I asked reader and caregiver, Lori Puente, to write an article for our site, describing the care her husband, David, has received since November, 2008 at the University of Arkansas Myeloma Research Center. Lori is a strong advocate for myeloma patients everywhere. She feels that many patients are often not presented with a full range of unbiased treatment options after their diagnosis. Here is Part One of this multi-part series:
I have been asked to write “my story” on why my husband and I went to Little Rock for his treatment of Multiple Myeloma. Suffice to say, we were driven there by unprofessional, uninformed, pessimistic physicians at very excellent reputed medical institutions in our area. I often think I should send them all a “Thank You” note for being such horses hind parts, because had they not been, we would have let them treat Dave, and I know now, after the fact, it would have been disastrous. While medical intervention is sometimes required, I also put a lot of stock in the mental and spiritual outlook. If you read “Anatomy of An Illness” by Norman Cousins, you will have a clearer understanding of my point of view on physical illness, great and small. Couple that with the fact that my husband tends to be conservative and often pessimistic. He had never been sick, and this was a completely new experience for him, a huge learning curve on understanding what was happening to his body, what was important, what wasn’t, and embedded in all of that was a crippling fear that he was going to die from this thing called Multiple Myeloma. When this happened, I knew getting him “treated” would occur, but what type of treatment I began researching – generally. As his wife, who loves him, I knew that I needed to find him a cheerleader with an MD on their sleeve. He simply could not be treated by someone who did not give him HOPE. Our initial consultations with stem cell docs (which was the course of treatment we were given, the only course offered – another argument I won’t take up here) was simply intolerable to me. In fact, if I could have gone without Dave for the consultations, it would have been better for our very personal situation, in my view of it. After each consultation, all hope accomplished had been squashed. I had to reestablish my non MD credibility with him and spend days getting him back into a hopeful frame of mind. I was struggling to get his “head in the game!” Not too mention all my own fears! But that’s another story…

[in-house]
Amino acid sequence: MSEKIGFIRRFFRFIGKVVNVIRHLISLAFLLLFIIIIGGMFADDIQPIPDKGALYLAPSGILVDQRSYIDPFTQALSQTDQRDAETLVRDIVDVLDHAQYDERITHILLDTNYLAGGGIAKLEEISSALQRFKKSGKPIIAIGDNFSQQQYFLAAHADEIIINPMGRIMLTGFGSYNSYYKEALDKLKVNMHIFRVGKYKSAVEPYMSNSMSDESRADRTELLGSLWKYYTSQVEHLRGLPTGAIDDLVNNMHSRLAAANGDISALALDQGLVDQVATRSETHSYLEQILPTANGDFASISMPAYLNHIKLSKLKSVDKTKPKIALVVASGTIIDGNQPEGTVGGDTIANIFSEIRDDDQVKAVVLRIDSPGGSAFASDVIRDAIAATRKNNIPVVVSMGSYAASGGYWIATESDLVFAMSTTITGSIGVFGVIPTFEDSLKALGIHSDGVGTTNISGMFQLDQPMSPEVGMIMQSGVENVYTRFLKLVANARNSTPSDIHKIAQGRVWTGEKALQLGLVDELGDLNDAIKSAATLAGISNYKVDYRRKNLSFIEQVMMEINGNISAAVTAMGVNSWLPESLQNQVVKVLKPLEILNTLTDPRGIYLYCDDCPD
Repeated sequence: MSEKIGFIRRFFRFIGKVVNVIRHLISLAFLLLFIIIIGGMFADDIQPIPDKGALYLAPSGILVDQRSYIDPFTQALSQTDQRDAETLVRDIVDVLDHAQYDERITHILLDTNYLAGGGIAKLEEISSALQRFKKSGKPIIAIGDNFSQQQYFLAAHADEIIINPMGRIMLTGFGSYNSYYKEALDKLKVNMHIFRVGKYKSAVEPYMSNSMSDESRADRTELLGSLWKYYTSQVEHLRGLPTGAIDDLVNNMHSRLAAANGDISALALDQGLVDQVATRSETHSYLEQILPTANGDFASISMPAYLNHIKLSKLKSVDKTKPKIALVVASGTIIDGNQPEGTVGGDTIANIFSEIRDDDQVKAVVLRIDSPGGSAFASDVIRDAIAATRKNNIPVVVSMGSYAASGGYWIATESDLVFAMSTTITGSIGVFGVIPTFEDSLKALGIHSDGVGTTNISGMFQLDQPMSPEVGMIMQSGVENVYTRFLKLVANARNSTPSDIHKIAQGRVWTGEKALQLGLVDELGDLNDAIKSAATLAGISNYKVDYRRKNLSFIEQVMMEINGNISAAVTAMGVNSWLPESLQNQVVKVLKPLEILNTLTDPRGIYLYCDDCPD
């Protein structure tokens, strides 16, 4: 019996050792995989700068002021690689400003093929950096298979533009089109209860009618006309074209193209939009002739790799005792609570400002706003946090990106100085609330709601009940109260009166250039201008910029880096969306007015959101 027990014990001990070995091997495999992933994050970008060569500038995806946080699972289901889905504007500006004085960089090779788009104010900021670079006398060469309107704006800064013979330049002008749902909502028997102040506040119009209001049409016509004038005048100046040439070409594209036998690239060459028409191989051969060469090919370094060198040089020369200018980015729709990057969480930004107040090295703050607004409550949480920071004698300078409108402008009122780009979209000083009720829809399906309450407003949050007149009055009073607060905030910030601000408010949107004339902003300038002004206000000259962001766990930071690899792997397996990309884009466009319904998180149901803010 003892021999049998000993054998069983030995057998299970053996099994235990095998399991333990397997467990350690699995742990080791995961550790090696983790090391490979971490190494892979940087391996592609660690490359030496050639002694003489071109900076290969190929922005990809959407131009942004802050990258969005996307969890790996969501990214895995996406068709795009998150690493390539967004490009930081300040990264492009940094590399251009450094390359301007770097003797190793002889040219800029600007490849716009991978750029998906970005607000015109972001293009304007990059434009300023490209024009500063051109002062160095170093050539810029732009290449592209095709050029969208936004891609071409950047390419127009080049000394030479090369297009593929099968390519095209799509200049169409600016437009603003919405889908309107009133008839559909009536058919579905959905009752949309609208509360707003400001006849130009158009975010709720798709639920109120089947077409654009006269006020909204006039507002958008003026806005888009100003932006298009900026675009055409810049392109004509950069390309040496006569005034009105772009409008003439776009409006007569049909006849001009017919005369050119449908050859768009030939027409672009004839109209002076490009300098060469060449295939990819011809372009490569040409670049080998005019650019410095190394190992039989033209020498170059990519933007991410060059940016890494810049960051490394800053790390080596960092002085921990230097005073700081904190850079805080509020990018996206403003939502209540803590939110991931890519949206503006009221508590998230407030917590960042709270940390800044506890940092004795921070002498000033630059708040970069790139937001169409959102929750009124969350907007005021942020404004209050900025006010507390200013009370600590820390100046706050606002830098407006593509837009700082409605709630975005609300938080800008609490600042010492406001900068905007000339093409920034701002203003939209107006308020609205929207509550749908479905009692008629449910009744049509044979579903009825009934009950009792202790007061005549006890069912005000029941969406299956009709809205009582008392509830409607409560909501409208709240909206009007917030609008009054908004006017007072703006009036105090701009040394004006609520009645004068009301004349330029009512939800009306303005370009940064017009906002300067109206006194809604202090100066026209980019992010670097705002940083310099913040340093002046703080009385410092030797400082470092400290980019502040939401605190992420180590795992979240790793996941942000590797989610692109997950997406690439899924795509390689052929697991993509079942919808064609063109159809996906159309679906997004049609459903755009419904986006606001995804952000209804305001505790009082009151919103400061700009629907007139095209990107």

Lori is very passionate about her husband’s care and the help they have received from the University of Arkansas Myeloma Research Center in Little Rock, Arkansas. The largest multiple myeloma reasearch facility in the U.S., Little Rock, as Lori calls it, has been the center of much controversy in recent years. Their aggressive Total Therapy approach to treating newly diagnosed patients has been debated on this site and others for years. You can check back in our archives for other articles about Little Rock if you like. (search under Total Therapy and University of Arkansas Myeloma Research Center) My intention here is to help expose as many patients as possible to as many different therapy options as possible. The University of Arkansas Myeloma Research Center should be strongly considered by any multiple myeloma patient, along with Mayo Clinic, Dana-Farber, Cedars-SinaiI, Moffitt and/or a number of other institutions which specialize in treating multiple myeloma. I would like to thank Lori for taking the time to write and submit this multi-part expose’ about her, and her husband’s, experiences at Little Rock. Part Two will run tomorrow.
Feel good and keep smiling! Pat